Submissions: 96. Trust me, this is a lot more than I thought. I credit the dozens of markets available today; when I started, there were three. Twelve of these subs are still outstanding.

Sales: 9. This is a record. Four original stories, five reprints. One of the original stories, moreover, was solicited by an editor. That was a first. (Woohoo!) The most-rejected of the original stories, “Hoskins’ War”  (appearing in Cirsova), had been rejected five times. Of the reprints, “Grinpa” (appearing in an upcoming volume of Digital Quick Fiction) had been rejected eight times before it first sold; this will be the first time it is reprinted.

Words written: 72,433. This is not in and out itself an impressive number, but in my own defense it only counts original works, not the extensive re-writing of older stories (some of which I sold). I would guess the true number to be closer to 90,000. The bulk of these words (66,000) are contained in The Cosmic City, which will be done very soon. I promise!

I also appeared on a panel, for the first time in, oh, let’s just say since I began selling, at Loscon. It was on what life would have been like without Star Trek. I was the guy who half-seriously pointed out how Star Trek had delayed some technical innovation. Nobody threw any tomatoes.

So that’s how I spent my free time. This is the first time I’ve added up these numbers; there are some surprises. Next year, I want to write more original fiction (easier when you’re not concentrating on a novel), and of course I want to sell more. With any luck, those things will go hand-in-hand.

I guess it’s up to me.

Happy New Year!

#SFWApro

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Two-for-One Sale

No, it’s not what you’re thinking. Wait until December; maybe I’ll offer some deals. I’m here to announce that I will be showing not one, but two stories in the Spring 2017 issue of Cirsova: “War of the Ruby” and “Shapes in the Fog.” I’m really psyched about “Shapes in the Fog” because it was solicited.

The editor read “WotR” (not “LotR”) and waxed rhapsodic about a minor character that he wanted to see more of. (When I say “minor,” I mean she’s gone after page one.) Could I, asked he, write another story to shadow the first, featuring her?

This is one of those offers writers dream of. It’s not like selling a reprint, where you get paid for doing nothing (except submitting), but on the other hand, it pays a lot better, and  the editor has already told you what he wants.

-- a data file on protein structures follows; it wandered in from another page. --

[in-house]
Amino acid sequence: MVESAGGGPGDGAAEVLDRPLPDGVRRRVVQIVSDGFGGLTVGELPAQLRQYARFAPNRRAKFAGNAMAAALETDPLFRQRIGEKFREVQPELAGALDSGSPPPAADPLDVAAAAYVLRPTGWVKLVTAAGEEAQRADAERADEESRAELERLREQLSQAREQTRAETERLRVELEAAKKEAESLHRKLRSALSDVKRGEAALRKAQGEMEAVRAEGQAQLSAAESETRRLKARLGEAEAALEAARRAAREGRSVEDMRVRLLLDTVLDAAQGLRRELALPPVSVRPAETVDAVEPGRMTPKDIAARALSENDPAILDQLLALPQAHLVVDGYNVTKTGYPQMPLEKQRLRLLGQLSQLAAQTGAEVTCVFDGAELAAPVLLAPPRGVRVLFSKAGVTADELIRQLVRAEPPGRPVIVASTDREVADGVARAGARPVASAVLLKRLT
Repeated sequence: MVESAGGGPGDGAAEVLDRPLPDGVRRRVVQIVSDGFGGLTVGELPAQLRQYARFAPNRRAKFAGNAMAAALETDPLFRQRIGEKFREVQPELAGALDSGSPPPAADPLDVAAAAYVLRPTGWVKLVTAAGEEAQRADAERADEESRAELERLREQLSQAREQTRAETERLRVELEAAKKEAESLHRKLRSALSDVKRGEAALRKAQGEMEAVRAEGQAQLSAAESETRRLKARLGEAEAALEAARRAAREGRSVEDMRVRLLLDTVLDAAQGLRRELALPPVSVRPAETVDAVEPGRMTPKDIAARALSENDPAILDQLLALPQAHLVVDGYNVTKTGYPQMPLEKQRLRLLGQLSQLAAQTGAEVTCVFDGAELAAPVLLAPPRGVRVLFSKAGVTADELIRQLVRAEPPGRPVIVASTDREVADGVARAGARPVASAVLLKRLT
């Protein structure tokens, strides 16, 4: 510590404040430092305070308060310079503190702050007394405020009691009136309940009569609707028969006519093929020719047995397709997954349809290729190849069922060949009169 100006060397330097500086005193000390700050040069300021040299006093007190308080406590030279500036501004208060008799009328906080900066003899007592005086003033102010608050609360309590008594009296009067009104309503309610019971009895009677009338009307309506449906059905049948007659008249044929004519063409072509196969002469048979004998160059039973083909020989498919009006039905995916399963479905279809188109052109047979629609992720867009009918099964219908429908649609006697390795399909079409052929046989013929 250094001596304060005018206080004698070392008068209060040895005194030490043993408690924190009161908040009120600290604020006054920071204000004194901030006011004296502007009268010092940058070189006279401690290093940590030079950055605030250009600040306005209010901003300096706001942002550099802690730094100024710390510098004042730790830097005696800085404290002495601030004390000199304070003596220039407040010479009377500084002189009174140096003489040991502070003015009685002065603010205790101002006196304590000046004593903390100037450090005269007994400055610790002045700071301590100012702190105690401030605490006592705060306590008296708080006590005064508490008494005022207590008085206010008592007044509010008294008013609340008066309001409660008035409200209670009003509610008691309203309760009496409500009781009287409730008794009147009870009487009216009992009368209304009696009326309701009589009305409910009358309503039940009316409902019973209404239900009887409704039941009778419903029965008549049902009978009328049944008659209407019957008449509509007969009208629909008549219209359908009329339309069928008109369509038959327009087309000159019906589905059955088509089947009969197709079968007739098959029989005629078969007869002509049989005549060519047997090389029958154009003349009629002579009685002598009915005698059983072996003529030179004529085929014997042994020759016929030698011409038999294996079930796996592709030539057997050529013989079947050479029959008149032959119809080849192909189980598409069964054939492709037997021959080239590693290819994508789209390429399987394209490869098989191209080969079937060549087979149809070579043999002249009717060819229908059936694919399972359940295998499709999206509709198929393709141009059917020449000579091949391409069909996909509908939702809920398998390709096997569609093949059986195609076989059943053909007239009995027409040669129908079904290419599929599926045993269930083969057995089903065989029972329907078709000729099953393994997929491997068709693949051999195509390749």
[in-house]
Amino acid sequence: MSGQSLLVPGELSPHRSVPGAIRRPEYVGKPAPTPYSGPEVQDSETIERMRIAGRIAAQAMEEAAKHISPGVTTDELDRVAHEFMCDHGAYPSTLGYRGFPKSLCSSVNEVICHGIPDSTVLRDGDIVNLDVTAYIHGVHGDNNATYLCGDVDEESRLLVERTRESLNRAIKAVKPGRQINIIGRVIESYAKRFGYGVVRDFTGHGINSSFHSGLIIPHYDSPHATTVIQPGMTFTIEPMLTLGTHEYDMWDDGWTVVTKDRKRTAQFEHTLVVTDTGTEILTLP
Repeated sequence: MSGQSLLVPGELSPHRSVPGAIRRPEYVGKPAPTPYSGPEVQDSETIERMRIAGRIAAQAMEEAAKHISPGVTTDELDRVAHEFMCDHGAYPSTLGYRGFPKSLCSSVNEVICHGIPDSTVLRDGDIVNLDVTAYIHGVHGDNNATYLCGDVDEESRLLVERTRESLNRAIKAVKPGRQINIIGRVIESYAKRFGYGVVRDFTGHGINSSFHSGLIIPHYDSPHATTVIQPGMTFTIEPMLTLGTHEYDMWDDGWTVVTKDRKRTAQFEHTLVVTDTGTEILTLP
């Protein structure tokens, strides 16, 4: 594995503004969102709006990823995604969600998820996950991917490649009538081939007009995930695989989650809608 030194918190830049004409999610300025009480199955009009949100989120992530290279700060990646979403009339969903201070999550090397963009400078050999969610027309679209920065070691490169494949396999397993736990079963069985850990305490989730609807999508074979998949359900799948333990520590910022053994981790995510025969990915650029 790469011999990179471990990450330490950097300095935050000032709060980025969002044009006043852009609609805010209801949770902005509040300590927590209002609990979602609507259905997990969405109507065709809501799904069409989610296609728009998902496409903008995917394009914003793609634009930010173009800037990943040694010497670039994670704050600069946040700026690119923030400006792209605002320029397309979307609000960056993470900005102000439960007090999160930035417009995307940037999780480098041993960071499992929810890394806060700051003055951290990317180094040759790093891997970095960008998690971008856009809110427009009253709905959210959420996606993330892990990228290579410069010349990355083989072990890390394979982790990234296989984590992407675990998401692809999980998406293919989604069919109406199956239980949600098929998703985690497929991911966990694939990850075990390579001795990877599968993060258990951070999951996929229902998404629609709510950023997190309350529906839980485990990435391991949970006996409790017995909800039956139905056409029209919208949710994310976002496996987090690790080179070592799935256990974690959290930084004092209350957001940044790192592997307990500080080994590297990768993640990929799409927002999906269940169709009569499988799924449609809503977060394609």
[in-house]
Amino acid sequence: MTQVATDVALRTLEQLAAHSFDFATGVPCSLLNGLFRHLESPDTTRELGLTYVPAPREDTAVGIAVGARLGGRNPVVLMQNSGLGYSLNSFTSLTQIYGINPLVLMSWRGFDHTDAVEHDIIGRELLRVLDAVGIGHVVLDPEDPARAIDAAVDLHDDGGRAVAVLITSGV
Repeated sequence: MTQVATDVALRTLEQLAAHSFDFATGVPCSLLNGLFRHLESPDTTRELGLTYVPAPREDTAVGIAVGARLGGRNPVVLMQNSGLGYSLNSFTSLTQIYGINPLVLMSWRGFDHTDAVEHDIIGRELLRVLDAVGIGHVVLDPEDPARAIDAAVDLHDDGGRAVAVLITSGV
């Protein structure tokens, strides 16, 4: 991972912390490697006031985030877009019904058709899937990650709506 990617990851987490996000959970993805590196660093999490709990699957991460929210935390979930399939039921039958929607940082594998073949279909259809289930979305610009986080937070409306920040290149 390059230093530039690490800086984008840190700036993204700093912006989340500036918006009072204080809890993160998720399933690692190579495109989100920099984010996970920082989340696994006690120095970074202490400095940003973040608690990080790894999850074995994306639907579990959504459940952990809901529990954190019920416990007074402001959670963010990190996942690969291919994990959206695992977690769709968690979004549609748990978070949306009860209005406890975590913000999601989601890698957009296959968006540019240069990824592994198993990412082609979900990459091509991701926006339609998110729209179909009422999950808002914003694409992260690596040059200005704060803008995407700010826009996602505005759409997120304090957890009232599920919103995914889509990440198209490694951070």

So I did it, and they liked it, and they bought it, and now it’s coming out next year and I will appear in the same magazine twice.

And they said this stuff was hard…

#SFWApro

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Cirsova #2 is now out, featuring my short story about the little-known supernatural arena of the American Revolution, “Hoskins’ War.” The enemy of your enemy is your friend, but when a colonial guerrilla warrior witnesses an attack by uncanny creatures upon a British column, he realizes that some wars transcend politics and geography and that if this massacre is left unanswered, there soon may be no one left to fight over whether America deserves its freedom.

I can also announce that “Foundering Fathers” is now available as part of the anthology Singular Irregularity. In a complete coincidence, it too examines the underpinnings of a pivotal event in America’s fight for liberty–albeit in a more lighthearted vein. When time-traveling Barclay Webster accidentally leaves Paul Revere senseless just before he is to make his legendary ride, who but Barclay will be there to rescue history? And when plans go awry, who but Soames, the inestimable valet, will be there to rescue Barclay?

And finally, Once a Knight, A Tale of the Daze of Chivalry, has been made available for free on Amazon for a very limited time. Fantasy Faction called Once a Knight, “cleverly written. … [A] pun in every paragraph and a smile in every sentence.” If you love Monty Python and the Holy Grail, or the films of Mel Brooks, this book belongs in your library.

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I am pleased to announce that my Revolutionary War-era fantasy “Hoskins’ War” has been chosen for publication in an upcoming issue of Cirsova magazine. You may recognize Cirsova because my “Rose by Any Other Name” is currently appearing in their issue #1 (currently available for free on Kindle).